Saudi anti-corruption purge: All the latest updates

On November 4, Saudi Arabia began a new “anti-corruption” purge. Here are the latest developments since:

  • Saudi Arabia reassures investors. Saudi Arabia’s Ministry of Commerce and Investment issued a statement on Tuesday reassuring investors that the sweeping arrests would not affect businesses.
  • “The rights of individuals and legal entities, public funds, and private companies and institutions, including those owned by some of the accused and detainees,” the statement reads.

  • More accounts frozen. Citing private sources, Bloomberg reported on Tuesday that Saudi’s central bank froze dozens of individuals who aren’t under arrest.

  • The sources also claimed that the Saudi Arabian Monetary Authority sent a list with hundreds of names to lenders, telling them to freeze any accounts linked to them.

  • Trump welcomes Saudi arrests. US President Donald Trump expressed “great confidence” in Saudi leaders on Monday. “They know exactly what they are doing,” Trump tweeted.

  • Anti-corruption probe widens. Nasser bin Aqeel al-Tayyar, the founder of Al Tayyar Travel is reportedly detained in an investigation by the new corruption body.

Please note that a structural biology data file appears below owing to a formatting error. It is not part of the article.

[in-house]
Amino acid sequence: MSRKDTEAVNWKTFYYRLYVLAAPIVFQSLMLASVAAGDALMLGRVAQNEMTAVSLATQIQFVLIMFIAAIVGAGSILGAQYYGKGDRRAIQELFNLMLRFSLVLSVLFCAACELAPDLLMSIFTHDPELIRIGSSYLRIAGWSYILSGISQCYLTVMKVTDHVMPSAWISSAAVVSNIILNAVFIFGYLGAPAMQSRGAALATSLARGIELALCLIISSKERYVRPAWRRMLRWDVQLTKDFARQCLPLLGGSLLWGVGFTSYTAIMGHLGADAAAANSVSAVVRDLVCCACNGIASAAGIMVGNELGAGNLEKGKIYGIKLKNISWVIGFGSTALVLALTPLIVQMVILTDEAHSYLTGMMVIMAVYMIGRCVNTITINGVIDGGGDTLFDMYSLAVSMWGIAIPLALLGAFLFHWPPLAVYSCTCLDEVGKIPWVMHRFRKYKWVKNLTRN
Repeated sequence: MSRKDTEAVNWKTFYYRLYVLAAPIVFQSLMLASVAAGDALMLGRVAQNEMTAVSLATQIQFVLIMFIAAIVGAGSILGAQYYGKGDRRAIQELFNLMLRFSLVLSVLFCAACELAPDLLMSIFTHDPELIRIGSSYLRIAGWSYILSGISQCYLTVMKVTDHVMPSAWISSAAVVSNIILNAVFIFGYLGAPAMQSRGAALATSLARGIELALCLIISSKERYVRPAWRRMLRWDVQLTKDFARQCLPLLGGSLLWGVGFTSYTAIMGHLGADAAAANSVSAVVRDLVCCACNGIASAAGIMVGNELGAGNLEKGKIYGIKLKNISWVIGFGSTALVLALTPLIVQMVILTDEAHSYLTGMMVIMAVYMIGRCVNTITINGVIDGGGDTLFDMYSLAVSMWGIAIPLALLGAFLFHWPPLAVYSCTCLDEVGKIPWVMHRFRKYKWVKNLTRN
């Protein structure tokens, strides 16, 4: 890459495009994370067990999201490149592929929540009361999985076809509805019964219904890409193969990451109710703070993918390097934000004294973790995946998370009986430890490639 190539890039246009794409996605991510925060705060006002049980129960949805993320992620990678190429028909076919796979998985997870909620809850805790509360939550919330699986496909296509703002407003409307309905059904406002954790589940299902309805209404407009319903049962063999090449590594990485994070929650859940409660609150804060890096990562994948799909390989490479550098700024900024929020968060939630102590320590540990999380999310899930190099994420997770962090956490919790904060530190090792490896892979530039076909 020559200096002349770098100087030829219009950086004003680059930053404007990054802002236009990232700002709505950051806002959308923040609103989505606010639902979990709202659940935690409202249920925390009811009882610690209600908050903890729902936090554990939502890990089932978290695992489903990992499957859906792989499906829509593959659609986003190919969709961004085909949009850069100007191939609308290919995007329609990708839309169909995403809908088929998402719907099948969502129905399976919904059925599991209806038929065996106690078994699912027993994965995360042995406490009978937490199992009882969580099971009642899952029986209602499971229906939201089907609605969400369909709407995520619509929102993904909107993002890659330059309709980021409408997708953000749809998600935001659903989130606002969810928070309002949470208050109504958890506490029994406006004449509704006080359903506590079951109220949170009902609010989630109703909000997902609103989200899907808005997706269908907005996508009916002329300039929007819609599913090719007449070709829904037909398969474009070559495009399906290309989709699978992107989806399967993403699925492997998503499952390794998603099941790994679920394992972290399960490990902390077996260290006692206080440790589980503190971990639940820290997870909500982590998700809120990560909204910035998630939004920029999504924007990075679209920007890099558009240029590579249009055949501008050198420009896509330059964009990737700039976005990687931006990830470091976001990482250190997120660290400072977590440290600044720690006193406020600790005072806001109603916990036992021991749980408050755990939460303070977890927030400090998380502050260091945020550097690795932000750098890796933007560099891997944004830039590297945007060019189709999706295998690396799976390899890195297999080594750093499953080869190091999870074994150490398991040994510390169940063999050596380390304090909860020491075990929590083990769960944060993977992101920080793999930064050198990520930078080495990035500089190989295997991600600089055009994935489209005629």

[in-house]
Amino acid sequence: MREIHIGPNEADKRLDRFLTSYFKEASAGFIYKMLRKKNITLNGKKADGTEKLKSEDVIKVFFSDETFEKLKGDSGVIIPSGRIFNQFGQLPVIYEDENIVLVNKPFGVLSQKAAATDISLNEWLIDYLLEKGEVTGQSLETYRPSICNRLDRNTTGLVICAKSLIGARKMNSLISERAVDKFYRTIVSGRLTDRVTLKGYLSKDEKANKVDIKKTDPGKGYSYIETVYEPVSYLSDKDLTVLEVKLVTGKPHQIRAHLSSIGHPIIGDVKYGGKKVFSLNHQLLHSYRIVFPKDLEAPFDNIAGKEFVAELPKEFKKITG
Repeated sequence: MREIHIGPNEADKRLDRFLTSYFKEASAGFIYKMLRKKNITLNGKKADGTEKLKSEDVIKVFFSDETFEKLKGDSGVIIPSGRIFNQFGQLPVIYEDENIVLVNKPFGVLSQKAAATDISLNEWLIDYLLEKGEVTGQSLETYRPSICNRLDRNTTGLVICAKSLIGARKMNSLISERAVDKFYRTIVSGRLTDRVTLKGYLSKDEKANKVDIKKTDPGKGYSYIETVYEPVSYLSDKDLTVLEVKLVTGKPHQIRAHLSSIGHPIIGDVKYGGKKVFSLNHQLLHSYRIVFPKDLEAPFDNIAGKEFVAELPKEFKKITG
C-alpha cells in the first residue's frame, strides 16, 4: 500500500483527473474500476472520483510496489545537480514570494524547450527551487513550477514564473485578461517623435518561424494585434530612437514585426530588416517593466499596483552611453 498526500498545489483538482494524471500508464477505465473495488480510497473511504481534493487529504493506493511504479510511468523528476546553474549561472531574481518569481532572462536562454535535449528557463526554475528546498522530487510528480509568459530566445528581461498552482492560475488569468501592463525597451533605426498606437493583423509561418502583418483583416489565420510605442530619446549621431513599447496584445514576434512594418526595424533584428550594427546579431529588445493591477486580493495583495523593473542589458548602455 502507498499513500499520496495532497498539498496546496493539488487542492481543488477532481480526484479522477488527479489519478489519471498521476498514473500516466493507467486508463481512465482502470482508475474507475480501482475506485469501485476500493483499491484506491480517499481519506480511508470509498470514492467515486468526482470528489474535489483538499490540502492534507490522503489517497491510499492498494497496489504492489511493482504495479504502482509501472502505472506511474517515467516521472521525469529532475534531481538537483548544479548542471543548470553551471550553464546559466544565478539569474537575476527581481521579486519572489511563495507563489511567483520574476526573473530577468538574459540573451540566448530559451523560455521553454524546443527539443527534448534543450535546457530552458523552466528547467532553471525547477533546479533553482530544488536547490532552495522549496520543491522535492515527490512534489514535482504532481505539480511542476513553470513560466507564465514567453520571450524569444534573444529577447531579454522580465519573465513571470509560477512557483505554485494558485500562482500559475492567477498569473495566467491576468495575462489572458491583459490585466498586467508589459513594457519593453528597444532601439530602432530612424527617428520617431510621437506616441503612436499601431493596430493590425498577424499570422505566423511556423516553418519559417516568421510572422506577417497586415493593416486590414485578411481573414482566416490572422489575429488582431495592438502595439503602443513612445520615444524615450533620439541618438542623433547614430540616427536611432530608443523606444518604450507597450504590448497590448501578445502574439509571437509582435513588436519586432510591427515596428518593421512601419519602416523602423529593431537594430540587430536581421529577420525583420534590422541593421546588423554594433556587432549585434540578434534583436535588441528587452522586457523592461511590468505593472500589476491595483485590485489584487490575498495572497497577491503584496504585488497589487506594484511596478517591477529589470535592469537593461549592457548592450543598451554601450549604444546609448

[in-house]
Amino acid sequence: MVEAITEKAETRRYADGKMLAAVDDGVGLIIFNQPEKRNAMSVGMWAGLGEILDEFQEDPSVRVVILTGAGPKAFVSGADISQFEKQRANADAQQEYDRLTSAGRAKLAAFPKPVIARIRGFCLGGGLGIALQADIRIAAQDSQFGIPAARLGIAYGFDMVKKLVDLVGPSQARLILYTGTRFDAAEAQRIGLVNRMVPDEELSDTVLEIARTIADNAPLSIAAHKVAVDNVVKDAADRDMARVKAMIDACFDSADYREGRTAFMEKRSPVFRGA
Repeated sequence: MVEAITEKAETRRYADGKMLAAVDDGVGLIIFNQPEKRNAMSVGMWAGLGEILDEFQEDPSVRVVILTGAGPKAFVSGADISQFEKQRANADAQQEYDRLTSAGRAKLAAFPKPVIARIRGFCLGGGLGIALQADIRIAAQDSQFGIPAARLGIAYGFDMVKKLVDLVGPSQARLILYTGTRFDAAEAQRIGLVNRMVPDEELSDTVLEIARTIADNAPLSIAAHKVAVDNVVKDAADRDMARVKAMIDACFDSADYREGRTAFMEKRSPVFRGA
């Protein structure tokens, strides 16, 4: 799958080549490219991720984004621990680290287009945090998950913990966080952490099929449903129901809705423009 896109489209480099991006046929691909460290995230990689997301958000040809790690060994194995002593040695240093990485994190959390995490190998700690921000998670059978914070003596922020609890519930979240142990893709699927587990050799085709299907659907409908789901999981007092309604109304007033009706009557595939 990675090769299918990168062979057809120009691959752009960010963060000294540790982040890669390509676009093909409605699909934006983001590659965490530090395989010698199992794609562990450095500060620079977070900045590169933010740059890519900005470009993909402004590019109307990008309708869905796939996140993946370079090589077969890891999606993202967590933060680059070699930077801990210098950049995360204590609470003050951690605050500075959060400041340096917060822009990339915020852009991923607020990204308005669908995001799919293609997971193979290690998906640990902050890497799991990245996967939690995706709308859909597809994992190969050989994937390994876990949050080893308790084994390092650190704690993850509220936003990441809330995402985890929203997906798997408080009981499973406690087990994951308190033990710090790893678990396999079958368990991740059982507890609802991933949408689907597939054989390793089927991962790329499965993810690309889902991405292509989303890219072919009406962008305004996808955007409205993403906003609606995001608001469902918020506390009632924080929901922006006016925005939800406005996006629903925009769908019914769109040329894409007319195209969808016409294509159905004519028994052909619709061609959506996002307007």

• According to Reuters news agency, Al Tayyar Travel, one of Saudi Arabia’s biggest travel companies, said in a statement: “The company confirms the continuation of its business to serve the interests of its shareholders and customers.”

  • Houthis offer asylum to Saudi princes. Houthi rebels said on Sunday that they are willing to offer Saudi Princes political asylum in Yemen. 

November 4, 2017

  • Saudi Arabia princes detained. Saudi Arabia dismisses a number of senior ministers and detained nearly a dozen princes in an investigation by a new anti-corruption committee.

  • In a statement released by the official Saudi news agency SPA, King Salman bin Abdulaziz Al Saud alludes to the “exploitation by some of the weak souls who have put their own interests above the public interest, in order to illicitly accrue money” for the creation of the anti-graft committee.

  • The body has the power to issue arrest warrants and “prevent their remittance or transfer by persons and entities, whatever they might be”, according to the statement.

  • Prince Alwaleed bin Talal, a billionaire businessman who owns investment firm Kingdom Holding, Prince Mitaab bin Abdullah, the head of the National Guard, and Adel Faqih, the economy minister were among those held.